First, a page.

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 Post subject: David Gordon and Pick Up Performance Company
PostPosted: Mon Feb 04, 2002 6:25 am 
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Location: SF Bay Area
Tobi Tobias writes in the Village Voice:

Quote:
Private Lives of Dancers, shown under the auspices of the Danspace Project at St. Mark's Church, is the latest installment in David Gordon's dancing-and-talking work that testifies to an expanded concept of family. The term, Gordon demonstrates, needn't be dependent on ties of blood or marriage; a small performing troupe qualifies nicely.
<a href=http://www.newyorkmag.com/page.cfm?page_id=5655 target=_blank>More</a>

<small>[ 20 February 2003, 09:59 PM: Message edited by: Azlan ]</small>


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 Post subject: Re: David Gordon and Pick Up Performance Company
PostPosted: Thu Aug 22, 2002 4:47 am 
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Location: San Diego, California, USA
From the Boston Globe:

Audience caught in swirl of dancers' rehearsals in 'Private Lives'

By Karen Campbell, Globe Correspondent, 8/22/2002

Quote:
BECKET - For dance audiences, the usual draw is the promise of a finished piece, carefully fine-tuned and immaculately polished. For Obie Award-winning director/choreographer David Gordon, however, equally captivating is the uniquely intimate environment of the rehearsal process, with its ebb and flow of conversation, confession, and revelation.

''There's this peculiar thing about rehearsals,'' Gordon, 66, says. ''Everybody comes in and changes their clothes, and while they're doing that, they tell everybody things they ate last night, things they saw last night, things they read in the paper this morning. And when you say `Let's start,' sometimes conversations don't quite end.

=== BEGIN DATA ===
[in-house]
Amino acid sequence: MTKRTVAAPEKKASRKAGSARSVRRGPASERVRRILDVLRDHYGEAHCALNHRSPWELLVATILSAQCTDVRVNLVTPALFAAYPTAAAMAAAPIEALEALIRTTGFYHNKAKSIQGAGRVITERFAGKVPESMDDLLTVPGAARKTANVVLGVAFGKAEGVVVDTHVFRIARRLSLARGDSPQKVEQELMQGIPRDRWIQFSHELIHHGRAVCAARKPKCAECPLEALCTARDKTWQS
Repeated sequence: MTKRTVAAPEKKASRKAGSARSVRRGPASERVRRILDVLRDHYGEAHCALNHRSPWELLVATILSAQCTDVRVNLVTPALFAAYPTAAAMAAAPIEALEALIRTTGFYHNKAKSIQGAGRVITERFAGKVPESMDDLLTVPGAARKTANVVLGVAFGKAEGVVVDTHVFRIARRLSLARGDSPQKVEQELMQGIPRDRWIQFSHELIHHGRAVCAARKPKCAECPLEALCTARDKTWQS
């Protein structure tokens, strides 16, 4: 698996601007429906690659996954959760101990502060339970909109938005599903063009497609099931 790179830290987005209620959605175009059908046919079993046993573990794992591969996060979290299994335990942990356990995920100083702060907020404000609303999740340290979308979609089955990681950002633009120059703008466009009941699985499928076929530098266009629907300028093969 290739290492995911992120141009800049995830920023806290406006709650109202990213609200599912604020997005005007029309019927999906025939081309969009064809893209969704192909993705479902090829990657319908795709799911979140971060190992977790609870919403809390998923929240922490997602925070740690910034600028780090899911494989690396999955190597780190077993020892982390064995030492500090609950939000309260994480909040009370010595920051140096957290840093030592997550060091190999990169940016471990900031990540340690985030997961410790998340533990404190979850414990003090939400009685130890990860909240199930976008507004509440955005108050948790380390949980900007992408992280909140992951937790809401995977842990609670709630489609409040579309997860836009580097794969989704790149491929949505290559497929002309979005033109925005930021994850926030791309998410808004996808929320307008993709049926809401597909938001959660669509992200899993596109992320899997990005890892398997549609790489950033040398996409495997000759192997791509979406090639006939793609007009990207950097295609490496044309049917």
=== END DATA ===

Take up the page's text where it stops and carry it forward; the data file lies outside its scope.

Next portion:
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 Post subject: Re: David Gordon and Pick Up Performance Company
PostPosted: Sun Feb 16, 2003 1:45 pm 
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Location: SF Bay Area
An article on Valda Setterfield, wife of and dancer for David Gordon:

Quote:
Her Curves and Angles Can Mesh in Elegance

By GIA KOURLAS, NY Times

VALDA SETTERFIELD does not look like anybody else, and that's not always a good thing. When she is performing in dances by her husband, the choreographer David Gordon, she is all quirky, angular elegance. But when she is acting in movies or plays, her individuality makes her an oddball. <a href=http://www.nytimes.com/2003/02/16/arts/dance/16KOUR.html target=_blank>more</a>


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 Post subject: Re: David Gordon and Pick Up Performance Company
PostPosted: Thu Feb 20, 2003 9:00 pm 
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Location: SF Bay Area
In the NY Times:

Quote:
Dancers Talk, but Can You Believe Them?

By JACK ANDERSON

In the simplest sense, anything that takes place onstage is real: it happens. But there can be different kinds of theatrical realities. For instance, if performers unexpectedly pause, does that mean they have forgotten their lines or dance steps? Or is the pause part of the work? <a href=http://www.nytimes.com/2003/02/20/arts/dance/20PRIV.html target=_blank>more</a>


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 Post subject: Re: David Gordon and Pick Up Performance Company
PostPosted: Fri Mar 21, 2003 3:34 am 
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Location: London, England; Tallinn, Estonia
Shall We Dance?